As with everything, it is what you make of it. You can use this opportunity to advance your sense of celebrity status or to subvert those notions by being yourself and choosing to listen, be available and be real. For me it’s not a question of VIP experiences being inherently bad, but rather that there are better and worse ways of setting them up.

Yes there’s a pricetag for this service, but in a world of compromise, I’d rather offer this service at an extra charge to people who have expressed that they want it, than have to have a more expensive ticket for everyone. And that’s not to pay for my Tesla (reality: 2009 Mini Cooper. Chassis status: rusty).

The music industry is struggling

Covid has ravaged the music industry. The most affected in this situation are often not the artists: it’s about everyone from venue staff, to touring technicians, to bus drivers, to security personnel. We need methods of creating breakeven and profitable events, not so that artists can live more comfortably but more so that the entire community can survive.

In my view, it’s pretty gauche to choose this season to attack the industry, or at least one of the few effective revenue streams available to workers, just as they are staggering back to their feet.

Worshipful entertainment

I would never want to see language like “VIP” used in connection to a church service or membership…but that’s not what we’re doing here. This is frankly a form of entertainment. Worshipful entertainment. A healthy form. But entertainment nonetheless. The concert is not meant to be at the centre of our faith lives but rather an optional extra. An encouraging way to have a special night.

Worship is and always will be a whole lifestyle. What we’re doing when we gather for these concerts might be an extension of that lifestyle but its not the heartbeat. It can’t be and it shouldn’t be. So I don’t think having a VIP ticket is having any effect on access to the gospel (not when so much of Christian music is available for free anyway). I don’t see it as selling spirituality or worship but just photographs and seats. Your faith can thrive and flourish without ever attending this type of event. It’s not like selling a ticket for communion.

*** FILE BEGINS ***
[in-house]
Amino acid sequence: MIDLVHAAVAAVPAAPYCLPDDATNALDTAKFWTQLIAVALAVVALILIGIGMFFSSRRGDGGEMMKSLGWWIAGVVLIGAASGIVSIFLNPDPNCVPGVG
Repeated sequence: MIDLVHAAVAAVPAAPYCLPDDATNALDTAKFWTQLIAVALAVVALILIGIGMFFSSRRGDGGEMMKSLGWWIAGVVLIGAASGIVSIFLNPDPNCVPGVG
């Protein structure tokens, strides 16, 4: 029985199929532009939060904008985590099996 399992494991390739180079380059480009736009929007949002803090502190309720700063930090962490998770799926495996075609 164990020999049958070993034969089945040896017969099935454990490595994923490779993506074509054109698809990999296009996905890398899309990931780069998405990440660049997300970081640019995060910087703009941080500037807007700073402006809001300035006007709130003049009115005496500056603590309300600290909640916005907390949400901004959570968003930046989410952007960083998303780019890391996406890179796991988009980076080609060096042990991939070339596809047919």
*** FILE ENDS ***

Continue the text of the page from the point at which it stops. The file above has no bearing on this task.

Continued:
Don’t get me wrong - I think it’s right to continue to examine the Church’s role in promoting celebrity culture and its damaging outcomes. I spend a lot of time considering the impact of my work.

I wonder if it’s the language of “VIP” and its roots in a toxic culture that is unhelpful and provocative? Can we appeal less to this ugly side of human nature? For instance, selling a “fun photo with the band” is different to creating almost a class distinction among ticketholders.

Possible alternatives

Maybe there are new ways to retain the necessary income from VIP style ticketing while also holding on to the idea that there are no celebrities in the kingdom of God, just ‘celebrators’?

Are there ways to support touring which lean more on the idea of being co-labourers, than fans and superstars?

The alternative at the moment I fear, is to lose the idea of quality live music in the Christian space altogether. And if I thought it was truly evil, I would like to think I would be willing to let it die. But I’ve seen too much good rise out of this imperfect system to abandon it altogether. Thousands of people beginning relationships with God. Broken and cynical people finding sparks of joy amid confetti cannon bursts. The strong sense of God’s presence with his people.

On my current tour I’m not selling a VIP style ticket, because miraculously this time I don’t have to in order to breakeven. But if I have to, I’ll do it again, maybe with a little bit of a sigh, because this flawed and fractured industry is still somehow letting light in through the cracks.

Read an alternative perspective by Tom Read.